The waters off the Atlantic coast are as much a highway as I-95, with leisure, commercial, and marine life traffic in constant motion up and down the Gulf Stream. Countless animals call this area home, including the extremely endangered North Atlantic right whale. Driven to near extinction before whale hunting was banned in 1935, the whale population slowly fought its way back to roughly 500 around 2010, but increases in ship strikes and entanglements in fishing equipment have started to reverse that trend. To make matters worse, a new threat has emerged in the form of the Navy’s new Undersea Warfare Training Range.
For years, litigation swirled around the 500-square-mile area off the coast of Jacksonville, Florida, selected in 2009 as the site for the range. In 2010, the Natural Resources Defense Council (NRDC) led a suit against the Navy to halt construction, arguing that it was too close to the only known calving and nursing grounds for right whales and did not include adequate safeguards for them as an endangered species. Ultimately, the courts decided the Navy was taking sufficient protective measures, and construction began in October 2014.
The NRDC, however, is not convinced. Ship strikes are already a major concern, with four whales dying in U.S. waters this past summer, and sonar could pose an even greater danger. While the range doesn’t directly overlap the critical habitat designated by the National Marine Fisheries Service (NMFS), studies of sonar and comparable sounds “have shown whales fleeing [up to] 150 miles away,” says Taryn Kiekow Heimer, Senior Policy Analyst with the NRDC. The latest research estimates that whales entangled in fishing equipment may burn as much as 25,000 extra calories per day engaging in normal activities. That alone is often enough to starve a whale to death, without adding the stress and physical exertion of disorientation or fleeing.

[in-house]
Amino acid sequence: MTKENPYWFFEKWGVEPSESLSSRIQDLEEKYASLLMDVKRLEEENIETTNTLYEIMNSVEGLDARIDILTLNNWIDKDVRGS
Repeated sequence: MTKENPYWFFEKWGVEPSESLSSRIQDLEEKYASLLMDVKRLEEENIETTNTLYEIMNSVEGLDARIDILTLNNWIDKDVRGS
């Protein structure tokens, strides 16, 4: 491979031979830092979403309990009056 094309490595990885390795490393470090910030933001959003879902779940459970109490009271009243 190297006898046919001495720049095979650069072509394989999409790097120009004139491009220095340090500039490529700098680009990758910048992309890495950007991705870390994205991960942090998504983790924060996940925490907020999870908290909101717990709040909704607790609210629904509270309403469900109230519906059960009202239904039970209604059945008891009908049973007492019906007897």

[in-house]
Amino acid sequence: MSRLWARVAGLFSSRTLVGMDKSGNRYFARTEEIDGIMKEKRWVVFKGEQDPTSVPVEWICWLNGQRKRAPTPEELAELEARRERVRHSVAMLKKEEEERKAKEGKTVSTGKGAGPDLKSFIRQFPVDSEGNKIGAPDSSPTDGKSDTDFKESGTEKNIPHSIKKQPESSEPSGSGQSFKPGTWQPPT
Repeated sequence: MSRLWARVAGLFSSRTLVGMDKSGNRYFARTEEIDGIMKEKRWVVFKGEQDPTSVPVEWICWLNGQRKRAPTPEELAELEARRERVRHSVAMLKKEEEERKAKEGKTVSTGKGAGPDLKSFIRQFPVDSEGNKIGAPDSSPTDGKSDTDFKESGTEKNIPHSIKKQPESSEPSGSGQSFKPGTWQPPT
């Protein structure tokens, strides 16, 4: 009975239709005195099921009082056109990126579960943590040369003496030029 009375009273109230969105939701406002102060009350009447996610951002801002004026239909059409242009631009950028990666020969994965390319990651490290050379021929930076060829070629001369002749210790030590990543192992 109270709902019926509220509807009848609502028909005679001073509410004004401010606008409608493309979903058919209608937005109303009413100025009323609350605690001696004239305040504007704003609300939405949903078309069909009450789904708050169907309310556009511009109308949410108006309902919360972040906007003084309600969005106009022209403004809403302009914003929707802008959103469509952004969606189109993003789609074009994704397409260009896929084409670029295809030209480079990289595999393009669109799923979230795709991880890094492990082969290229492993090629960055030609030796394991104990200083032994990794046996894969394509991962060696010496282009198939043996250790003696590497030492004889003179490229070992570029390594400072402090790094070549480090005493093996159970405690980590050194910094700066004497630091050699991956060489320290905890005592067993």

Sonar is turned off if whales are spotted in the blast range, but unfortunately, “any marine mammal observer—not just Navy—only spots [right whales] about 5% of the time,” says Heimer. They are dark, stay very close to the surface, and have no dorsal fin, she explains, making them “a sitting target for unintentional ship strikes.” Furthermore, the Navy has not adopted the only mitigation measure that Heimer believes would be effective at this point, which is to refrain from running exercises during the critical calving and nursing period, from November to April.
Construction of the range isn’t taking place during these months, but training exercises will. The Navy expects the range to be operational in the Fall of 2019, with full-scale training operations beginning Summer 2023. If training exercises led to any strandings or trauma, the Navy would certainly investigate the incident thoroughly, but with the population already so low, Heimer and others worry that even one incident could put the species over the edge.